The European Commission President said on Monday that unanimity voting on key EU policy areas no longer made sense if the EU wanted to be able to move faster. She said: “I have always argued that unanimity voting in some key areas simply no longer makes sense if we want to be able to move faster.
“Or that Europe should play a greater role for example in health or defence.”
Reacting to the news, Italian MEP Marco Zanni blasted: “Removing the vote unanimously is an expedient of the self-styled ‘pro-Europeans’ to hide their failure: since they are unable to convince governments and citizens of the goodness of their proposals, they force them by majority vote. Dangerous.”
Former British MEP and adviser to the Board of Trade, Daniel Hannan, echoed: “I wish our neighbours every success.
“But, my God, I’m glad we’re out.”
Speaking in Strasbourg, Ms von der Leyen also said that she would be ready to back EU treaty change where needed to deliver on EU citizens’ ideas on the bloc’s future.
Echoing Ms von der Leyen’s words, French President Emmanuel Macron also said he wanted more majority votes for certain European Union (EU) policy areas, and that there was a need to reform EU texts in order to become more effective.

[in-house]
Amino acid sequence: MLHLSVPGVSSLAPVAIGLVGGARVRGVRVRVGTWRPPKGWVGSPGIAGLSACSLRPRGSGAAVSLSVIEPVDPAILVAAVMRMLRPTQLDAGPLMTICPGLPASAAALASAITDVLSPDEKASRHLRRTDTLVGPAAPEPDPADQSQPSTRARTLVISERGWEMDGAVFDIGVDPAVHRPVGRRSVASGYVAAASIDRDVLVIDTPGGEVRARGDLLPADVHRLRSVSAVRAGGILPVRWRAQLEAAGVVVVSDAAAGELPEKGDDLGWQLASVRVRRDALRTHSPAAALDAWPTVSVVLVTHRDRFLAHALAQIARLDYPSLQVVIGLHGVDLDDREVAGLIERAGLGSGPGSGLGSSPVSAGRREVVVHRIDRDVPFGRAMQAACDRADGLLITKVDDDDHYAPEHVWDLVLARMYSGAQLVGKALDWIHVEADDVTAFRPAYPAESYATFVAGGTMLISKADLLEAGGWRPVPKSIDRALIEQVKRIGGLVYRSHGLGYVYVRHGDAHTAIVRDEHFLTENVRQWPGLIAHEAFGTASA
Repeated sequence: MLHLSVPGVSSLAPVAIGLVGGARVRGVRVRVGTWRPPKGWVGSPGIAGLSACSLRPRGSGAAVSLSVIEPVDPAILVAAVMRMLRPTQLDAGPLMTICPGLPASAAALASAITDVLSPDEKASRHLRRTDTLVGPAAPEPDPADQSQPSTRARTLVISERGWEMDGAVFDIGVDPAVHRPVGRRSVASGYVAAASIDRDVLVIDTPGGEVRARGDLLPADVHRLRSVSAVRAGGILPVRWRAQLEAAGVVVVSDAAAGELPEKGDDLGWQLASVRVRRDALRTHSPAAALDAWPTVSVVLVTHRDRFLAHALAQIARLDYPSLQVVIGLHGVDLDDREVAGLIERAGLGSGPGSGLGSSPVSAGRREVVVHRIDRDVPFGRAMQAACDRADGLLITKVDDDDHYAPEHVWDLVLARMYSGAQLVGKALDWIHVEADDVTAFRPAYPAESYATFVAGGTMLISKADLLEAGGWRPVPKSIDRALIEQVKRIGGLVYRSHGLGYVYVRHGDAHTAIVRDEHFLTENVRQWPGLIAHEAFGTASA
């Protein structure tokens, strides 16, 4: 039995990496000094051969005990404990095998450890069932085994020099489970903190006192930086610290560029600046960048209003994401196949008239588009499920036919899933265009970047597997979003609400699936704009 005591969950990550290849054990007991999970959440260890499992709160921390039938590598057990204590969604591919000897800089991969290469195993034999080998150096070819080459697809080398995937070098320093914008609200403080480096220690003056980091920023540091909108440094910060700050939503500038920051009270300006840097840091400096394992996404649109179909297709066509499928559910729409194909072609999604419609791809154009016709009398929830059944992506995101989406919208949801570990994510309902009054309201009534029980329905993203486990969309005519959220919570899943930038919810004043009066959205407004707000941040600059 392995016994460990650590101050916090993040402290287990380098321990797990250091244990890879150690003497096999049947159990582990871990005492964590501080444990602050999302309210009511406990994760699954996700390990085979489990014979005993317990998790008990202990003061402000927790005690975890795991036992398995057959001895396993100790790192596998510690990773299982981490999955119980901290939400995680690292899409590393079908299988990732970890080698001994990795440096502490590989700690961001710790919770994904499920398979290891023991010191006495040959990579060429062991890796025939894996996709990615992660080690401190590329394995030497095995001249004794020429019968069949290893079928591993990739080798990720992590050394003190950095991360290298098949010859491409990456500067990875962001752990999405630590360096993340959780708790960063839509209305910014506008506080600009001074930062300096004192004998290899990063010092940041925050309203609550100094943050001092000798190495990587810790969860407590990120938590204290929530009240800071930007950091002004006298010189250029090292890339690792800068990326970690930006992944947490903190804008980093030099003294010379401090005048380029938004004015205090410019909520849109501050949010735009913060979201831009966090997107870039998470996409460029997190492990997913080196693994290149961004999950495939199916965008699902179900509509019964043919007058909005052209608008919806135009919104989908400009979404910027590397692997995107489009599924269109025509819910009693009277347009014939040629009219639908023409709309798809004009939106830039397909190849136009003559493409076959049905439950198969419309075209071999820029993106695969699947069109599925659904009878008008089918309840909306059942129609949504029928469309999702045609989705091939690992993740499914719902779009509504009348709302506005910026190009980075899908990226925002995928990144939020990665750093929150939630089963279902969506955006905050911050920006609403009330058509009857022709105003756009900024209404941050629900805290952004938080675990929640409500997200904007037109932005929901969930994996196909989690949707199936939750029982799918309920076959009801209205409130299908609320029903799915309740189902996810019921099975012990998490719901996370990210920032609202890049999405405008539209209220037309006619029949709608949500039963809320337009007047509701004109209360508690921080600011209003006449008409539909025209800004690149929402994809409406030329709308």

European Union citizens would like the 27-nation bloc to become fairer, show greater solidarity, lead the fight against climate change and make swifter decisions, even if it means scrapping the need for unanimity on some issues, an EU report showed.
The move comes as President Macron also hinted on Monday he would be open to a new type of “political European community” that would allow countries outside the European Union, including Ukraine and the UK, to join the “European core values”.
Speaking to the European Parliament in Strasbourg, he called his re-election last month a signal that the French had wanted more Europe.
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He said this “European political community” would be open to democratic European nations adhering to its core values in areas such as political cooperation, security, cooperation in energy, transport, investment of infrastructure or circulation of people.
“Joining it would not necessarily prejudge future EU membership,” he said.
“Nor would it be closed to those who left it.”